ISO is not what it used to be for many of us.

I am constantly confused with some of the discussion about ISO. Some people seem to think it is some sort of Government  regulatory agency that holds power over the fire service. “We are rated at 5, plus we were mandated to upgrade our tanker from 2000 to 3000 gals.” How does the ISO “MANDATE” anything?

An article on this site constantly makes statements such as, By lowering the communities ISO rating there will be a decrease in the insurance rates. This rate decrease should offset the costs of the improvements.” With no caveat that this does not apply to everyone.

I would question broad comments such as above and, “The ISO rating is then used to determine the insurance rates for the community that the fire department is responsible for.” And “ISO is the principle provider of insurance underwriting, rating and statistical information that is sold to the insurance industry.”

Perhaps this is true in your state, but not in mine.

I would like to point out that some insurance companies, in some states, use ISO’s data to determine premium rates and some insurance companies still buy their information.

For example, since 2001, the largest home insurance company in the U.S. does not use ISO unless state law requires them to do so. State Farm does not employ the ISO, Public Protection Classification (PPC) rating to set rates. They use a system called the “Subzone Rating Factor System” which is roughly based upon the actual fire loss in a zip code. (See: ISO ratings no
longer a factor for State Farm


I have been told, by State Farm Agents, that some other (smaller) insurance companies just use State Farm’s ratings and premiums as their guidelines, but I have not found a way to verify this.

Some very populated states, such as Texas and Illinois do not require insurance companies to use ISO. Should we really we be putting all our eggs in that basket anymore? Should ALL of us rely so heavily on ISO to justify our budgets?

I have seen fire chiefs (in Texas) stand up before city councils and state unequivocally that a better ISO /PPC rating will mean that residents will pay lower insurance rates. I once saw this in an affluent community where possibly as many 50% of the residents have State Farm.

I have to wonder if the continued importance of ISO might be merely based on the historical dependence upon it to get funding. Fire Chiefs want to able to point to an agency (in this case a pseudo-agency) and say, “We are required to have this and that resource.”

Some day, a smart city council member, who doesn’t support the fire department, will embarrass a fire chief who says “Better ISO/PPC rating = lower rates.” This councilman will say something like, “I have State Farm, will it lower my rates?” He will than go on to say, “What other insurance companies don’t use ISO/PPC?” And perhaps, “What percentage of the population of this city will actually see ANY reduction in premiums from these changes? It will be an embarrassing day for that chief.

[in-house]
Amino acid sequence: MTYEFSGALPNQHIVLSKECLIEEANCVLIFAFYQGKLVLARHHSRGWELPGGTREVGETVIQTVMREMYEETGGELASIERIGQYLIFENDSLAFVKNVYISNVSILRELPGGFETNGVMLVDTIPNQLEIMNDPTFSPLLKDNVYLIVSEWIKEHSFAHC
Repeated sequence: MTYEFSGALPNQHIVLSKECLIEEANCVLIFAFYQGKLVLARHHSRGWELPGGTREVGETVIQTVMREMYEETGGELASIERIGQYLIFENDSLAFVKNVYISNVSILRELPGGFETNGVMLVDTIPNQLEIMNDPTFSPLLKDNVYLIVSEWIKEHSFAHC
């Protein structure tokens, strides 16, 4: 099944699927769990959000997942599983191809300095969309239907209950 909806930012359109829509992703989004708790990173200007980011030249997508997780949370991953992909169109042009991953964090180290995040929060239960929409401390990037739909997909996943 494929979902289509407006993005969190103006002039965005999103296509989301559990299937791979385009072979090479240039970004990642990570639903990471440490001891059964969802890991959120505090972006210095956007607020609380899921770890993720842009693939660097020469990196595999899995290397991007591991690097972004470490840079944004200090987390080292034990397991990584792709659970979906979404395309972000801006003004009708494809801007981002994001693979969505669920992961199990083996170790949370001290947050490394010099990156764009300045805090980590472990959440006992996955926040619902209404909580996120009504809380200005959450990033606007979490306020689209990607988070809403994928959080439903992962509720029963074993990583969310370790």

Should we prepare ourselves for justifying our needs by other than ISO/PPC scores? Or should we just keep pretending that ISO matters like it once did and hope city councils and anti-government activists don’t find out?




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Replies to This Discussion

I agree ISO is not what many think it is. ISO works for the insurance industry not you or me. The only thing I can add to that is ISO is a needed evil, until something better comes along. My I also add to that NFPA is not what it used to be. But there has to be some kind of standard and some kind rating system out there and right now that is NFPA and ISO. You do know NFPA is not a government agency.

I know of many FD’s that have not had a structure fire is years, can this be used to say they are better prepared? or Better equipped? or Provide better fire prevention? NO!

Right now NFPA gives the guidelines on what should be on first out engines, tankers, service and ladder trucks. Does your local agent understand or know what a smooth bore nozzle is or a fog nozzle? Do they understand what a fire load is? Do they know the difference between a pressurized hydrant or dry hydrant? There has to be a rating system and I would like to see one that deals more with what we deal with in our areas daily and more realistically but they are using NFPA, AWWA and OSHA as their guide lines and for the most part they are fair with the ratings when you understand what is needed.

You commented they said you needed a 3000 gal tanker. How many tankers? They base this on your highest fire load and your delivery method. What size pumps do you have on your engines? Where is your closest water source? Do you use pressurized, dry hydrants or Turbo Draft?